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Friday, December 26, 2008

Keyboards, the Neverending Saga

If you're anything like me, you're very specific about your requirements for a keyboard. I've been searching for a keyboard for about a year and a half, and so far I haven't been able to find anything that fits the requirements. Maybe I'm just sentimental, but I really like the Logitech Elite keyboard that is no longer being made. I bought one years ago and it's perfect for me. One of the things I really like about it, and what I haven't been able to find in any other keyboard is the scroll wheel. A keyboard with a scroll wheel? Yeah, it may seem odd, but considering that I use a trackball that doesn't have one it works really well.

So what am I looking for in a keyboard? Well, I'd like a keyboard, preferably black with a scroll wheel. It has to be really comfortable but it doesn't have to be ergonomic. It absolutely must have good, solid feedback. I find it really awkward to type on something that's too spongey, and it hurts to wrists to use something that too stiff. As much as I love the feel of the Das Keyboard it's too loud, so another requirement is that it has to be pretty quiet. Lastly, the layout of the 6-pack (home, end ...) has to be just that: a 6 pack. I'm really getting sick of seeing all these otherwise decent keyboards having a really screwy layout for the keys that as a programmer I use all the time.

In short:

  • Scroll wheel
  • Comfortable
  • Quiet
  • Good Feedback
  • Non-screwy 6-pack
  • Mac compatible

I almost forgot, as I use a Mac it needs to be Mac compatible.

As I mentioned earlier, I've not been able to find a keyboard that fits these requirements other than the Logitech Elite. So where does that leave me? Well, certainly without a keyboard that meets my requirements without looking on ebay. I guess I'll have to relax my requirements a bit, the only problem is that my search for keyboards hasn't been very fruitful. Maybe that's because I only have 3 objective requirements, and I've only seen an answer to 2. The others, I can only determine by using it.

The only keyboard that comes close is the Logitech Wave keyboard. Granted it only meets one of my objective requirements, but my hope is that its answer to the subjective ones will far make up for the what it's missing. I think I'll pick it up and see what happens.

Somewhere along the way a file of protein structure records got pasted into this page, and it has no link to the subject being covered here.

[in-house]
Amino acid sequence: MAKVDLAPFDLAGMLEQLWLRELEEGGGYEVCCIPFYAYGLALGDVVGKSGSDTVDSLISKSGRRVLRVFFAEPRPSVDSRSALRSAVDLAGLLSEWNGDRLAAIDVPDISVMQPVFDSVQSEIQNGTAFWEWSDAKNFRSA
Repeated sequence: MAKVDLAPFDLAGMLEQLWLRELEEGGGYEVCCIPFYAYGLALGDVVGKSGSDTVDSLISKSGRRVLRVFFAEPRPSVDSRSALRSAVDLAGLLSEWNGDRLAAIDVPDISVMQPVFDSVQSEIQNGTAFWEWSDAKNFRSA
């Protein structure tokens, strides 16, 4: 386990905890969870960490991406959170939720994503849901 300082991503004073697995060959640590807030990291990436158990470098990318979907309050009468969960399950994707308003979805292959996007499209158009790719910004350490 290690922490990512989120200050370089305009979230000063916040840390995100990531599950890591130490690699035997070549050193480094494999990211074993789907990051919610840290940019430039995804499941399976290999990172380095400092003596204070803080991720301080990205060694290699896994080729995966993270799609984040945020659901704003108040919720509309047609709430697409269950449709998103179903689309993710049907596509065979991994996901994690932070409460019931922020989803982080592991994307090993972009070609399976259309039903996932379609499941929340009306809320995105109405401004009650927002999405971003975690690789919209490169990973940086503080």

Sunday, December 14, 2008

Javascript Development Tip #1: no-cache

When doing javascript development that requires files to be loaded from an HTTP server, caching can be a real pain. Turning off browser caching is one solution, but I've always had mixed results. The real solution is to turn off caching on the server side. In order to prevent well behaved browsers from caching your files you simply need to add a header to every response.

The HTTP specification has a list of headers that user-agents and servers should understand, however I've always found the headers around caching to be a bit of a black art. However, for our purposes, there's no magic necessary. To tell the browser not to cache resources, the cache-control header must be set to no-cache. This tells the browser not to cache the resource, not in memory, not in disk, just take the response entity, use it and forget you ever received it.

So, how do you go about adding this header to each response? If you're serving your files from Apache, you can use mod_headers. mod_header allows you to add arbitrary headers to responses. The module has a lot of capabilities, but only the basics are required for our purposes.

The first step is to enable the module by adding a line similar to the following to your httpd.conf. Most installations of Apache have this line conmmented out. If that's the case, just uncomment it.

LoadModule headers_module modules/

With the module enabled, you can have to modify the headers of outgoing responses. If can be configured server-wide, within a virtual host, a directory using .htaccess. You can also enable it in <Directory>, <Location>, and <Files> sections. Whichever you choose, just add the following line, save your changes and restart the server.

Header set cache-control "no-cache"

This tells mod_headers to set the cache-control header to no-cache for all responses within its configured scope. If the cache-control header has already been set, it will be overriden by the value you've specified.

To verify that the configuration worked, clear your browsers cache and make a request to one of the resources covered by the configuration of mod_headers. If you're using Firefox and have Firebug installed, you can switch to the Net tab and look at the response headers.

So there you have it, an easy way to speed up development and reduce your stress by simply removing caching, the real way.